What actions do I have to take to collect SSDI?

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The primary benefits that you can receive through the Social Security Administration (SSA) are SSI (Supplemental Security Income), SSDI (Social Security Disability Income) and DAC (Dependent Adult Chid) benefits.  While SSDI benefits require you to essentially “buy into the system,” you can receive DAC benefits even if you do not make periodic payments to the Social Security System.  In addition, you may be eligible to receive SSI monthly payments even if you are already receiving SSDI benefits.

SSI is a Federal program funded by general tax revenues.  It is designed to meet the needs of those with limited resources and income who are over the age of 65 (or disabled or blind).  SSI provides monthly clothing, food and shelter to those who are eligible.  An individual may qualify for SSI if his/her resources are worth $2,000 or less.  A couple may be eligible to receive SSI if their combined resources are worth $3000 or less.  Effective January 1, 2021, the Federal benefit rate is $794 for an individual and $1,191 for a couple.  

To be eligible for SSI, you must meet the following criteria:

  • Be disabled, blind or over the age of 65;
  • Have limited income and resources;
  • Be a U.S. citizen or a lawfully permitted alien meeting additional requirements;
  • Reside in one of the 50 states, the District of Columbia or the Northern Mariana Islands, except for a child of military parent(s) assigned to permanent duty anywhere outside the United States or certain students temporarily abroad.

If you are unable to work due to an injury or illness, you may be eligible for SSDI through the Social Security Administration.  SSDI is a type of disability benefit available to those individuals who are unable to work due to a severe medical condition, injury or illness.  To qualify for SSDI you must have paid into the system during the term of your employment.  It can be intimidating and confusing for a layperson to determine whether he/she is entitled to benefits and, if so, the amount of such benefits.  As a result, it is highly advisable to retain an attorney who specializes in disability rights to help you obtain your maximum benefits.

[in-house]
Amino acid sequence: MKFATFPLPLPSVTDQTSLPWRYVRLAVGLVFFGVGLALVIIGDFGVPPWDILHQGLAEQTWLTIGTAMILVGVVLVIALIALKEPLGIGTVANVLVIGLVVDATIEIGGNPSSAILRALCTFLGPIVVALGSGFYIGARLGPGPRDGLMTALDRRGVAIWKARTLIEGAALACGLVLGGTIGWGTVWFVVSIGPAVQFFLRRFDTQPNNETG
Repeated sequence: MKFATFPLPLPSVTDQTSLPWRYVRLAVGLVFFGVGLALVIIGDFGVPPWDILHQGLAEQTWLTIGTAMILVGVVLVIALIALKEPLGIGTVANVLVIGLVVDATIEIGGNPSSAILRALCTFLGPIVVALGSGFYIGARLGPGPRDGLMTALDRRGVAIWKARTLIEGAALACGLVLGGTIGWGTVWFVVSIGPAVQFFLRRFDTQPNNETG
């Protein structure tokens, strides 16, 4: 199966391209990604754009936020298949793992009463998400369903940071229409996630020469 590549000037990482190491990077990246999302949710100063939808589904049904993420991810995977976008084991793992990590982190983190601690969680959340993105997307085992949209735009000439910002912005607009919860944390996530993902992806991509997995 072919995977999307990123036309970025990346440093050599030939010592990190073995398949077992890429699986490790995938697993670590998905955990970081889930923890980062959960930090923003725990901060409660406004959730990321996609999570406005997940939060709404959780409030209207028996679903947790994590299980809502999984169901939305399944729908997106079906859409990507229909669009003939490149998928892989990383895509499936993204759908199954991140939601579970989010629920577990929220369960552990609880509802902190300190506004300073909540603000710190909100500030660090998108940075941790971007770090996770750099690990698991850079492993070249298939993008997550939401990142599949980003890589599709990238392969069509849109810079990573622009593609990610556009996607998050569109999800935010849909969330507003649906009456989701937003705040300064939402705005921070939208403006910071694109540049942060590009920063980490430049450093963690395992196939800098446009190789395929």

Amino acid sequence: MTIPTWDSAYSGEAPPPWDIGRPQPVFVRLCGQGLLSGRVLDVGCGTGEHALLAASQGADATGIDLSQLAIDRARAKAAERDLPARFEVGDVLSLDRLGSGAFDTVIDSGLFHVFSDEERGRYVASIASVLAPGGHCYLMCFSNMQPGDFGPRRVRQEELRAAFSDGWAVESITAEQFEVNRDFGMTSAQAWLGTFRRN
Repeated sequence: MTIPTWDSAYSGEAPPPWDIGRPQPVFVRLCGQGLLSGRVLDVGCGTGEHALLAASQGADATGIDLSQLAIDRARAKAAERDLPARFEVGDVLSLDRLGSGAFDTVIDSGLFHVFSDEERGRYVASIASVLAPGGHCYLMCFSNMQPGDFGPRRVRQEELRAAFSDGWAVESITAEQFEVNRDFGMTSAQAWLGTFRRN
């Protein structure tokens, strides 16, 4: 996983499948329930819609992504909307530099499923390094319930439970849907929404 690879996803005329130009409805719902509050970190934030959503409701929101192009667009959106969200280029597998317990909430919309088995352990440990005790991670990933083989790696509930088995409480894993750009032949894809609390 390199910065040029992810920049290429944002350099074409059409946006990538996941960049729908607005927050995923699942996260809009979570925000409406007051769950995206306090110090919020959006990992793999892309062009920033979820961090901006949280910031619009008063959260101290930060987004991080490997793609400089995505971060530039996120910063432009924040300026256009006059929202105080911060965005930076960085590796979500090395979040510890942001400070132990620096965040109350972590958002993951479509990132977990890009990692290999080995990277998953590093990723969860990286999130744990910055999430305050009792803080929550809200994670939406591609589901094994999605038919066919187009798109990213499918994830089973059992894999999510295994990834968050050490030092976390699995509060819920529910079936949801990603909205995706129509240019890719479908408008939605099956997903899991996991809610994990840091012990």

The first step is determining whether you are entitled to benefits at all.  You are likely entitled to SSDI benefits if you meet the following criteria:

  • You spent multiple years working for employer(s) who paid into the Social Security system, or you were self-employed and paid into the system;
  • You currently have a severe disability, injury or illness that prohibits you from working;
  • Your disability, injury or illness has lasted or will last a minimum of one year or may even potentially result in death;
  • You are the spouse, widow or dependent of someone who meets the above criteria.

In contrast, an adult disabled before the age of 22 may be eligible for “child’s benefits” if a parent is deceased or receives Social Security retirement or disability benefits.  This is called a Disabled Adult Child Claim (DAC).  To qualify, the “adult child” must be: (1) unmarried; (2) age 18 or older; and (3) have a disability that started before age 22.  The parent must be disabled, retired or deceased.  For this benefit, it is not relevant whether the DAC ever worked.  The DAC benefit is almost always higher than the disability benefit based on the claimant’s own limited work record.  Furthermore, the DAC benefit is usually supplemented by Medicare benefits.  To qualify, the “adult child” must be: (1) unmarried; (2) age 18 or older; and (3) have a disability that started before age 22.  The parent must be disabled, retired or deceased.  The SSA uses the same criteria in determining disability for a DAC as it does for SSDI.  

It is imperative to recognize that an initial determination that an adult or a Dependent Adult Child is disabled does not guarantee that the individual can claim benefits forever.  The SSA conducts Continuing Disability Reviews (CDRs) to determine whether individuals continue to meet the criteria of being “disabled.”  CDRs occur at least once every three years, however, if the SSA believes that a person has a medical condition that is not expected to improve, it will still review the case once every five to seven years.  A typical CDR takes 1-3 months to process.  If the SSA determines an individual is no longer eligible, all benefits will stop.  

It is essential to retain a knowledgeable and experienced attorney to ensure you receive your maximum benefits allowable under the law.  An attorney well-versed in Social Security disability law will help you successfully navigate the intricacies of the process, from filing the initial claims to helping you appeal if your claim has been denied.  In addition, a veteran lawyer will help you organize the requisite documentation for a CDR and determine the next best steps should the CDR find you are no longer eligible for benefits.  It is a little known fact that approximately 2/3 of all claims submitted to the Social Security Administration are denied initially.  Having a strong advocate in your corner can help change that initial “no” into a conclusive “yes.”

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